Zarif: Sanctions Will Strengthen Iran’s Resolve to Resist

Zarif: Sanctions Will Strengthen Iran’s Resolve to ResistZarif: Sanctions Will Strengthen Iran’s Resolve to Resist

Foreign Minister Mohammed Javad Zarif stressed that the restrictive measures adopted by Washington against Tehran will strengthen the Iranian resolve to resist.
Zarif stressed that Iran will not only survive the newly-reimposed US sanctions, but will thrive.
The administration of US President Donald Trump reimposed this month sanctions covering banking, oil exports and shipping, aimed at compelling Iran to modify its Middle East policy.
Speaking after meeting British Foreign Secretary Jeremy Hunt in Tehran on Monday, Zarif said Iranians are used to pressure and to resisting pressure. 
"Sanctions always hurt and they hurt ordinary people, but sanctions seldom change policy, and that has been the problem with US sanctions all the time. They do not take people back to the negotiating table. In fact, they strengthen the resolve to resist,” he said.
“We will certainly survive. We will not only survive; we will thrive. We have tried to minimize the impact on the population but the ordinary people are going to suffer; the economy is going to suffer.”
Speaking to the Guardian, Zarif said he was confident the Iranian oil industry would find markets, even though the US measures have pushed down exports sharply. 
“There are always markets for oil, it depends on the conditions and the price,” he said. “I believe Iran will always sell oil.”
Zarif also challenged claims by US Secretary of State Mike Pompeo that the sanctions had been constructed to exempt humanitarian supplies, such as food and medicine.
“The US has imposed financial sanctions on Iran. When you want to transfer money, the bank does not ask whether it goes for food or other items—that is why sanctions always hit food and medicine," he said.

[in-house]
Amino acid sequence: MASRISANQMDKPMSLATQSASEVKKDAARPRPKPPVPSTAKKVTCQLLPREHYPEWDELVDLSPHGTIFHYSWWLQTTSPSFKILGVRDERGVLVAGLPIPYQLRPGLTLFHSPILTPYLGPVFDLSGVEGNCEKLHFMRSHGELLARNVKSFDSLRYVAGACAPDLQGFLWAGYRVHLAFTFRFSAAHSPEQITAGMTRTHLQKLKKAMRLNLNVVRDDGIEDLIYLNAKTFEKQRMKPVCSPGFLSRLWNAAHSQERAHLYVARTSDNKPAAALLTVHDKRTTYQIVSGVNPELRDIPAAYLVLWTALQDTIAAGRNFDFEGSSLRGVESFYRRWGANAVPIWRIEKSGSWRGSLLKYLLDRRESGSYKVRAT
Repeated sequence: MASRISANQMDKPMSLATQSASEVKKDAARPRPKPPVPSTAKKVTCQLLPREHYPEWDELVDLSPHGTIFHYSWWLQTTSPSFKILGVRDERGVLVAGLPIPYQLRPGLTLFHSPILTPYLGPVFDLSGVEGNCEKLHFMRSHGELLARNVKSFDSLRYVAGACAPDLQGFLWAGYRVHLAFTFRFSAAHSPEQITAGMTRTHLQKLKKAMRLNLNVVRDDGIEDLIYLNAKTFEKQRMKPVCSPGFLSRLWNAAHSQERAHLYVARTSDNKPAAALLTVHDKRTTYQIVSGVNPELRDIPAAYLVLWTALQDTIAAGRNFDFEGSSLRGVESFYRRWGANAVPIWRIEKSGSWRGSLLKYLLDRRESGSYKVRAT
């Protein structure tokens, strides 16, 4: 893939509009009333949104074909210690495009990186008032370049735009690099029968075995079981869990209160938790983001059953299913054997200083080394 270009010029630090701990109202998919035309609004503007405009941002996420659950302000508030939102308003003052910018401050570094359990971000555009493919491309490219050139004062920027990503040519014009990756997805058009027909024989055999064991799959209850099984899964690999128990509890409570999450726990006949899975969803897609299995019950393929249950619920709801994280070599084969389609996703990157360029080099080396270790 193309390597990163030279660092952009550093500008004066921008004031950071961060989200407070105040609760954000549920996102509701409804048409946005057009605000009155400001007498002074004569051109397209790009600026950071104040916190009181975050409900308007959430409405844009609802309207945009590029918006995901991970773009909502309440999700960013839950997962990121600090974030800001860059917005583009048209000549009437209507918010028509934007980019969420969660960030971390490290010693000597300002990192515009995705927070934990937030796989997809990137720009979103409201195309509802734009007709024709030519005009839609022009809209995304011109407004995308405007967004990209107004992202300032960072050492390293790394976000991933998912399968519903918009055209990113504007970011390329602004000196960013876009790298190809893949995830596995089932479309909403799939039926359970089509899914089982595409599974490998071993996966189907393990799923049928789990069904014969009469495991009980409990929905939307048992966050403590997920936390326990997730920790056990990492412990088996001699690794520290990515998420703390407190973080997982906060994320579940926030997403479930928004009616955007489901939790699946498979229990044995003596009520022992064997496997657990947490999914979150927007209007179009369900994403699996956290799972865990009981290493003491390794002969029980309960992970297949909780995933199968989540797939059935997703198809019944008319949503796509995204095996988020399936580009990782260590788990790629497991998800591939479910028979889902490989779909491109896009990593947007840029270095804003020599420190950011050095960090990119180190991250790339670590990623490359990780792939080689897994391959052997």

“The US is not living up to its promises. We believe all sanctions are unlawful and against UN Security Council resolutions, but the US is not even truthful to the commitment they have made.”


Zarif said Iran was frustrated by the slow pace of EU moves to help European companies that want to continue trading with Iran.
A clearing house known as a Special Purpose Vehicle, designed to allow European companies that trade with Iran to bypass the sanctions, is due to be set up in the next few months. It has been seen as critical to reassuring Tehran that the EU wishes to reward Iran for remaining in the 2015 deal on its nuclear program by expanding business with the country.
“What is important is that Europe has made the political commitment but, unfortunately, as far as practicalities are concerned, it has been very slow,” Zarif said. 
“Hunt assured me that the UK believes in the nuclear deal, but we also need to see some action.”
On Yemen, where Iran stands by the Houthi forces who fight to repel a violent Saudi-led military campaign, Zarif said Tehran has been pushing for a ceasefire for years.
“The humanitarian nightmare cannot continue. All the Yeminis are prepared to come to the negotiating table provided the [Saudi-led] coalition enables them to do so,” he said.

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